The Department of Disease Control (DDC) has recently issued a grave warning to farmers across the country. A fresh outbreak of the bacterial infectious disease, melioidosis – often referred to as Whitmore’s disease – has caused major distress in regions such as Buri Ram, Nakhon Ratchasima and Songkhla, claiming the lives of almost a dozen farmers. This disease, resulting from exposure to the fungus Burkholderia pseudomallei or B. pseudomallei, is normally found in spots with contaminated soil and water, rice paddies and agricultural farms.
Currently, melioidosis is in its spring outbreak, a seasonal peak that is the cause of escalating concern among healthcare offices. The seasoned physician, Dr. Taweechai Wisanuyothin, who heads DDC’s Office 9, shared some alarming numbers last Saturday. As per his information, this year alone 582 instances of melioidosis have been identified in the four lower northeastern provinces – Buri Ram with 336, Nakhon Ratchasima with 93, Surin with 106 and in Chaiyaphum, a total of 47 cases. Tragically, six people have lost their lives to the disease, a lion’s share of that number, coming from Buri Ram and Nakhon Ratchasima.
An interesting yet distressing fact that Dr. Taweechai brought to our attention is the professional background of those infected. A staggering 53.78% of the infected were farmers, while 25.88% were employees. Around 6.87% were children, and the majority were elderly, with most patients being over 65 years old and others in the age range of 55-64 and 45-54.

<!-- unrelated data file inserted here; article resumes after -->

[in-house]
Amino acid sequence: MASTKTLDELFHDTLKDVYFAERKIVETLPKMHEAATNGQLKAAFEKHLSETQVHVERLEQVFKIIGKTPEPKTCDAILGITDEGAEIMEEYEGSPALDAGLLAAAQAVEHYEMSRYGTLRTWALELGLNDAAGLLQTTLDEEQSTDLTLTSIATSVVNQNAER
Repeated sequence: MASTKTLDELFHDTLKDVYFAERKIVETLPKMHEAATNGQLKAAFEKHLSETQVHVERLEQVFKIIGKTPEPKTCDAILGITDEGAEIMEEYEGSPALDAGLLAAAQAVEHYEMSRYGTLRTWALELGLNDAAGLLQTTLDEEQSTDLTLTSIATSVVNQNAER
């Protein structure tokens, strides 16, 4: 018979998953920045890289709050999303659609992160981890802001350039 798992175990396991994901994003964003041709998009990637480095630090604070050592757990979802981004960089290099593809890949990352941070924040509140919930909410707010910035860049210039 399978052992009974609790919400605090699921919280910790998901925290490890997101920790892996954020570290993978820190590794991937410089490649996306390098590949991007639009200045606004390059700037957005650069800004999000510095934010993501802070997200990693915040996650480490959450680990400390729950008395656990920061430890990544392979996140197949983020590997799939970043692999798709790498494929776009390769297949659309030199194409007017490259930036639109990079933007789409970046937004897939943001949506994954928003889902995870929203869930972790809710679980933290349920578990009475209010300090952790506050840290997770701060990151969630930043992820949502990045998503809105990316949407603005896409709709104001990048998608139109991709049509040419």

Adding to the narrative, Dr. Decha Sae-Lee, head of Thepha Hospital in Songkhla, stated that out of the seven melioidosis cases identified in Thepha district, five people succumbed to the disease since this April. This makes the district the most affected in terms of mortality in the lower southern region provinces. Interestingly enough, four out of those five were diabetic, an unsettling correlation. He further added that recent years have recorded at least two instances of melioidosis annually, but this is the first time in a long while that fatalities are involved.
As per information from the Centre for Disease Control (CDC), melioidosis can infect both humans and animals, usually through direct contact with a contaminated source. Humans can contract the disease by interacting with diseased soil and water, or even eating contaminated foods, and in certain conditions, merely inhaling in the presence of the infective fungus can lead to disease contraction.
The disease shows symptoms ranging from high fevers to abscesses to respiratory illnesses between 1 and 21 days after exposure, based on the infected person’s antibodies’ concentration. Dr. Taweechai advises that to prevent infection, especially for those who frequently interact with soil such as farmers, avoid wading in the water or mud. Protecting feet with boots, sterilising drinking water thoroughly are also top preventive measures. He also suggested prompt medical attention in case of sudden and swift onset of symptoms, and to immediately call the CDC hotline at 1422 for further information.